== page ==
As the Court Theater begins production of Henrik Ibsen’s rarely produced play ‘The Lady from the Sea’, director Shana Cooper and her design team deliver one of the most exquisite images you will see on stage. Behind a set of sliding glass doors, actress Chaon Cross is seen floating sideways as if she were a sea creature, a mermaid. His movement is fluid, his body relaxed. It is a vision of someone at peace with his surroundings. It is a most seductive illusion, a brief but memorable moment of theatrical magic.
The character is Ellida, the main character, a woman who “belongs” to the sea even when she lives on land. In our own idiomatic terms, she’s a fish out of water.
Ellida grew up by the sea, in a hard-to-reach lighthouse where suitors were few or non-existent. But after the very respectable Dr. Wangel (Gregory Linington) lost his first wife, he proposed to Ellida and she accepted, moving to live with him and his two daughters in a Norwegian fjord, which can be thought of for its majestic cliffs. , but which, for Ellida, is defined by polluted water and an obstructed view of the sea beyond. Was the nature of her choice to marry Wangel and live this different life free or did she simply have no other choice? – will drive the decision she has to make in the game between staying and leaving.
“The Lady of the Sea”
“The Lady of the Sea” is full of metaphors and verbal images. This is Ibsen in his most symbolic mode, but that doesn’t mean he’s completely detached from the other qualities of his writing, his philosophical bent or his often social and political realism. Like other much more famous works such as “A Doll’s House” and “Hedda Gabler” (the next piece after this in Ibsen’s canon), “The Lady from the Sea” considers free will in relation to to social expectations, and in particular the nature of marriage. Like plays such as “The Master Builder” (which shares a character with this play) and “When We Dead Awaken,” the dramatic events of “The Lady from the Sea” have a basis in reality but also, perhaps primarily, feel allegorical.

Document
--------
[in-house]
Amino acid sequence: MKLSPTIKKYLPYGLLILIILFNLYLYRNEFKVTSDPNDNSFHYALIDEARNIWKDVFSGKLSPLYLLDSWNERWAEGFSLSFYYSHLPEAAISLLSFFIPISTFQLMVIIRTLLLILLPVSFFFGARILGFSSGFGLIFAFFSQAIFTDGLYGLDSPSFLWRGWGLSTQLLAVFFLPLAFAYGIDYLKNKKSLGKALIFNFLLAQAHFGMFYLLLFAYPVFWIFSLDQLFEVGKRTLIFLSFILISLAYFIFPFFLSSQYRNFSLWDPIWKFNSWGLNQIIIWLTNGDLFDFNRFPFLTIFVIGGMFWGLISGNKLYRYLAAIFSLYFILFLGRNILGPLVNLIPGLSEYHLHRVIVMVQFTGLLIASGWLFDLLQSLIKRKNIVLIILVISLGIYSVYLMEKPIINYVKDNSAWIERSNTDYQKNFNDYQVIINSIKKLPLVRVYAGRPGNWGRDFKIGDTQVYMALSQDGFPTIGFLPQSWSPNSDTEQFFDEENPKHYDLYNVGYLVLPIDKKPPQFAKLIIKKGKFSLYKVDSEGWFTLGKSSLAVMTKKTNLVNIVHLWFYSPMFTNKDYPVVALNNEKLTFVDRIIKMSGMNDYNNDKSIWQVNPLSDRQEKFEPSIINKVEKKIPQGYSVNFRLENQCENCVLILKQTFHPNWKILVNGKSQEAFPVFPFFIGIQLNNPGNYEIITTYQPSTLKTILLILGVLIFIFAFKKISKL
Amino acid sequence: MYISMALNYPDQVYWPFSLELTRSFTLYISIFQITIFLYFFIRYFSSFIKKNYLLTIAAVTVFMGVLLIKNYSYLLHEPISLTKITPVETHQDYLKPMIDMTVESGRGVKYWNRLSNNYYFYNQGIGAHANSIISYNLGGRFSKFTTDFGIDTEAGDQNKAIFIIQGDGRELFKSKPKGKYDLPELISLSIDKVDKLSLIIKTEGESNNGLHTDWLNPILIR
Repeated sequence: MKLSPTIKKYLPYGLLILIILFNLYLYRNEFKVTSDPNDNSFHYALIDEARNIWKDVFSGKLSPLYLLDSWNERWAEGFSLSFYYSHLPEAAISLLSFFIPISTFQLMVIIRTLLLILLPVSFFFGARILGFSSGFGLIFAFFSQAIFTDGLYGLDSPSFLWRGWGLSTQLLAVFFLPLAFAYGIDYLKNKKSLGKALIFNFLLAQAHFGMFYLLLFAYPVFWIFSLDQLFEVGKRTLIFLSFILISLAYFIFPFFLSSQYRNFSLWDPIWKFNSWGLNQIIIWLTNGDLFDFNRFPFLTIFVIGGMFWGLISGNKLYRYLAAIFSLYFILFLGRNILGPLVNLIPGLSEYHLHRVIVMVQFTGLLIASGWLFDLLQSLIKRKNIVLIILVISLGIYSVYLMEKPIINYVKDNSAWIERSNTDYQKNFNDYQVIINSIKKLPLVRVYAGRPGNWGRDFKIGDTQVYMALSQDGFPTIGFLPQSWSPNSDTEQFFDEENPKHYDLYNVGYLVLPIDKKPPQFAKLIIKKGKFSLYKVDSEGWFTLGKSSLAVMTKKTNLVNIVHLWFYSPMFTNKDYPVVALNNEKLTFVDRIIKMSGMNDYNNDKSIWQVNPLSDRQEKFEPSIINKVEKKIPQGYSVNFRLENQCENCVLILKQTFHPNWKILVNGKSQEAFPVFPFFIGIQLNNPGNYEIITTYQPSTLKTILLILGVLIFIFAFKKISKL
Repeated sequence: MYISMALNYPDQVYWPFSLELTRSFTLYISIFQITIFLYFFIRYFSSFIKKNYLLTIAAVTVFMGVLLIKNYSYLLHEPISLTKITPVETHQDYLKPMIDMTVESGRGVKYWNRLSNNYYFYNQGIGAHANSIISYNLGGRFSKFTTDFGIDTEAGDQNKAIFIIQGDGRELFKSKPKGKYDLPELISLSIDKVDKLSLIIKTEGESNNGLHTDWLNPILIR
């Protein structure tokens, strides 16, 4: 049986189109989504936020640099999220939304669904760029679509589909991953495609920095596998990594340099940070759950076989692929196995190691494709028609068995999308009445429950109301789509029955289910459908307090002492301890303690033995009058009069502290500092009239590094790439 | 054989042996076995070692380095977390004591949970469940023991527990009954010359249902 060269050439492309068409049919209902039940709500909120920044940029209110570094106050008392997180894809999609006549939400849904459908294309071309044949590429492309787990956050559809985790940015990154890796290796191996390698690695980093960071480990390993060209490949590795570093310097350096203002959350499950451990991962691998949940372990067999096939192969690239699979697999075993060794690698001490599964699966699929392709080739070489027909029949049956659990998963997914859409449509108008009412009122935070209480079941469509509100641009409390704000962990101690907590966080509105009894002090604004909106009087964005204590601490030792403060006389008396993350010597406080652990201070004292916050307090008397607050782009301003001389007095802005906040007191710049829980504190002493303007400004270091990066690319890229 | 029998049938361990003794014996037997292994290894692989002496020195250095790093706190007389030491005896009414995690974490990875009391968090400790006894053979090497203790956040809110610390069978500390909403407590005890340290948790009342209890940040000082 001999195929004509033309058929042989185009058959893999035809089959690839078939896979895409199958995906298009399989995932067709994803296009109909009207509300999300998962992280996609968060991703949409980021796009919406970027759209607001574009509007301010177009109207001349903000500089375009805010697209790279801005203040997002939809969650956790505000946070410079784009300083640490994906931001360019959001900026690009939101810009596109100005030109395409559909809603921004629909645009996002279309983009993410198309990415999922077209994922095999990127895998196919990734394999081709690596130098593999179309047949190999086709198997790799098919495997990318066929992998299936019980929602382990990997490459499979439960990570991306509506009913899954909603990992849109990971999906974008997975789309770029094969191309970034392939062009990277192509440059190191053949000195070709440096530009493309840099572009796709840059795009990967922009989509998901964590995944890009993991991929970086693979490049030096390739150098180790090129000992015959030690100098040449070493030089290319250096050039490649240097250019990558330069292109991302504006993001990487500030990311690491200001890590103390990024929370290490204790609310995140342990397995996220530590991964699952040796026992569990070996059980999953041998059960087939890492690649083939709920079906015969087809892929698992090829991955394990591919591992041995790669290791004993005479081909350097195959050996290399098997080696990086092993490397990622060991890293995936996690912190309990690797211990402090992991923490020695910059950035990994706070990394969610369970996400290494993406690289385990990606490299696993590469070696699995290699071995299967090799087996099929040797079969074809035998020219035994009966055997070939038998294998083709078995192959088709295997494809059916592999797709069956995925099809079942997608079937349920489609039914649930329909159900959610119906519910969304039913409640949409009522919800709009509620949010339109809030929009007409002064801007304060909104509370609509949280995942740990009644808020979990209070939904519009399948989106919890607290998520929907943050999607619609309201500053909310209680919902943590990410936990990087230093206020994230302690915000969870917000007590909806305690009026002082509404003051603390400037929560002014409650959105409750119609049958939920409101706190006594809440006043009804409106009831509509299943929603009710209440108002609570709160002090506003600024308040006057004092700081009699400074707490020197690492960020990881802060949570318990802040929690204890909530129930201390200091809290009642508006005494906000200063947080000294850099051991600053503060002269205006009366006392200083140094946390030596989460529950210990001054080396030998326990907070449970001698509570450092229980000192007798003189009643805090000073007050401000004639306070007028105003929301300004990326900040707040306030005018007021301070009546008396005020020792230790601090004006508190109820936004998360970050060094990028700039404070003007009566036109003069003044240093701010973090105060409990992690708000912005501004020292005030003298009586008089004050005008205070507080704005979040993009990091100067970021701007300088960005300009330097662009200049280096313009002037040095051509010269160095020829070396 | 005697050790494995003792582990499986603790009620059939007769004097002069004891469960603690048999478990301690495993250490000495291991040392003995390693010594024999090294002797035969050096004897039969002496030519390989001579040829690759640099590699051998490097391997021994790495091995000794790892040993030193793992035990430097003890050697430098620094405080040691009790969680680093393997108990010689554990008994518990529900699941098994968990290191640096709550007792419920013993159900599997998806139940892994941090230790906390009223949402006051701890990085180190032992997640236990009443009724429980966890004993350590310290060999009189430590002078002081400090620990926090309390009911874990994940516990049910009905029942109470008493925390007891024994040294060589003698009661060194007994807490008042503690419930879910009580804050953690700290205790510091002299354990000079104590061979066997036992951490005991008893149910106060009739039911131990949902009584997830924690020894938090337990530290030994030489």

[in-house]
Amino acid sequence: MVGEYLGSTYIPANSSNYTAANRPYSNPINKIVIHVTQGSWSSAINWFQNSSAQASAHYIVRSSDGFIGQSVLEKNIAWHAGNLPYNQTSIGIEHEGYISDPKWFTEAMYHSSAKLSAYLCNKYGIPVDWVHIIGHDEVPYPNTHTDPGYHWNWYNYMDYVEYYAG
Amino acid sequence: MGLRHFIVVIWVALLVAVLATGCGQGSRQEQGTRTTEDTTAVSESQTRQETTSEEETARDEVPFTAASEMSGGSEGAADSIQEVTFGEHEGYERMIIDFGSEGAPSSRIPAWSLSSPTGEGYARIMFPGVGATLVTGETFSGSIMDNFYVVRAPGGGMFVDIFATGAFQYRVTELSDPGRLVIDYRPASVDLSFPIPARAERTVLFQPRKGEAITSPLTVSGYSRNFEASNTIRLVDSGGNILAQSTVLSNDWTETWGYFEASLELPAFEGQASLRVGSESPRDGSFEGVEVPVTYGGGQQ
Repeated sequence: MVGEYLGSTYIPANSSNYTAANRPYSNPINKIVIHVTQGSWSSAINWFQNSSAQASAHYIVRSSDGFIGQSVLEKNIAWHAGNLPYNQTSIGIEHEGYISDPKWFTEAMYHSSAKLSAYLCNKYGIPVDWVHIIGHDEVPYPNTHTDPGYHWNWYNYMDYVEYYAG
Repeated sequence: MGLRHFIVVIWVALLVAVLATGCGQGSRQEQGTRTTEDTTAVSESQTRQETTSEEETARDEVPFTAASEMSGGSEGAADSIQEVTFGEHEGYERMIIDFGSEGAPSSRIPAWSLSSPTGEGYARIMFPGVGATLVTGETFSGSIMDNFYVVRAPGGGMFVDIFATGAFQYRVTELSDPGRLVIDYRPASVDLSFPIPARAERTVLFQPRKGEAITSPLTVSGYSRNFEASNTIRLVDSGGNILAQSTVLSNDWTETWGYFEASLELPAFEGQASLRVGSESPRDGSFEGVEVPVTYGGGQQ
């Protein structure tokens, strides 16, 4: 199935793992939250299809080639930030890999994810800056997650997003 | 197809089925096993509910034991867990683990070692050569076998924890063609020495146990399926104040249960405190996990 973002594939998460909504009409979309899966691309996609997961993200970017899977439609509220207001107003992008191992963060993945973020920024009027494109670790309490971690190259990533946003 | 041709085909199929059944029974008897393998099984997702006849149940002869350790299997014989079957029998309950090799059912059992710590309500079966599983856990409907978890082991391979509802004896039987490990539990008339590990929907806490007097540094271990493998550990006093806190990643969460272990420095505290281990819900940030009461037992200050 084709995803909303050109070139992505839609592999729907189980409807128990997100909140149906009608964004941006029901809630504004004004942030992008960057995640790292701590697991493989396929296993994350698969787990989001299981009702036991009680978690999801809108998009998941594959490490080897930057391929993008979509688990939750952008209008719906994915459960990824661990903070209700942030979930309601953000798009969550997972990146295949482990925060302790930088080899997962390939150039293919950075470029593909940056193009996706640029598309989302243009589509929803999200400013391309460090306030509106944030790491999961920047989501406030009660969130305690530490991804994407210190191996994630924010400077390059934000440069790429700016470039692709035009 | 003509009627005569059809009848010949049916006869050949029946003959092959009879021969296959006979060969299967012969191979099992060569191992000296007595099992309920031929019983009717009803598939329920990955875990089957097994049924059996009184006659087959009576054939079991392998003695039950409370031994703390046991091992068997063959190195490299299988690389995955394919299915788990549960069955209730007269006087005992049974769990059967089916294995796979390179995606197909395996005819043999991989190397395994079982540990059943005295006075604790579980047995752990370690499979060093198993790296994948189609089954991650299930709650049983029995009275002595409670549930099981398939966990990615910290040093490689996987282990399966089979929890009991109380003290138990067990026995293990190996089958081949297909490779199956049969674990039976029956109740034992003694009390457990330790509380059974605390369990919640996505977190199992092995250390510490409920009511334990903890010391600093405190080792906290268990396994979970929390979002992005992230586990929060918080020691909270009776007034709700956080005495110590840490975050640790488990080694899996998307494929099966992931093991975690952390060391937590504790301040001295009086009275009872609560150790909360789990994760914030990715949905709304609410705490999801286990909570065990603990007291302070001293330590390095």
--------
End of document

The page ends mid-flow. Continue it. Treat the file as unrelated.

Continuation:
Shana Cooper, a nationally produced director directing her first major show in Chicago, delves into the abstract, the raw aspirations of the life that is not and the trappings of the life that is. She adds sequences of seductive choreography by Erica Chong Shuch, materializing a competition between fluidity and sharp edges. The movements are repeated several times, until they finally fit together in the climactic scene. Meanwhile, set designer Andrew Boyce gradually brings more water into the beach-like play space, depicting not only the sea but also the underlying temptations of the tides.
Cooper also emphasizes the work’s humor, aided by a new translation by playwright Richard Nelson, a new contribution since that same show was closed ahead of its first preview in March 2020. As a hands-on painter while Ballested, Dexter Zollicoffer manages to make Ibsen’s dialogue sound like it has punchlines, which is quite surprising. As visitors and suitors, Will Mobley and Samuel Taylor effectively harness the comic in male selfishness; it’s a play where nothing attracts a man more than a distant young girl who needs to be saved. And like the Wangel girls, Tania Thai McBride as Bolette strikes the right balance between taking men seriously and not doing it, while Angela Morris plays a kind of original mean girl to Hilda, fascinated by the pushing men dangerously beyond their physical limits. .
And Cross is bright like Ellida, so restless in her maladjusted life.
But for me, Cooper is a bit behind with Wangel. Linington’s care and effort to understand prove abstract when he is the force of logic and reality. And Cooper makes an ultra-bold choice with a character so mysterious he’s nameless. The Stranger, written as a bearded man but played here by a non-sexist Kelli Simpkins, first presents as a ghostly figure, behind these glass doors, a kind of dream.
But The Stranger also presents a real choice for Ellida, one that is, yes, poetic in nature, but must also live in the real world. With Wangel and The Stranger both feeling more figurative than hard-core, it’s hard for there to be any theatrical warmth in the decision Ellida has to make.
And yet, even as I write this, I wonder if my view, desiring a stronger expression of Ibsen’s realist facet, a fair fight of the practical versus the abstract, may simply be the point of view of someone too earthly.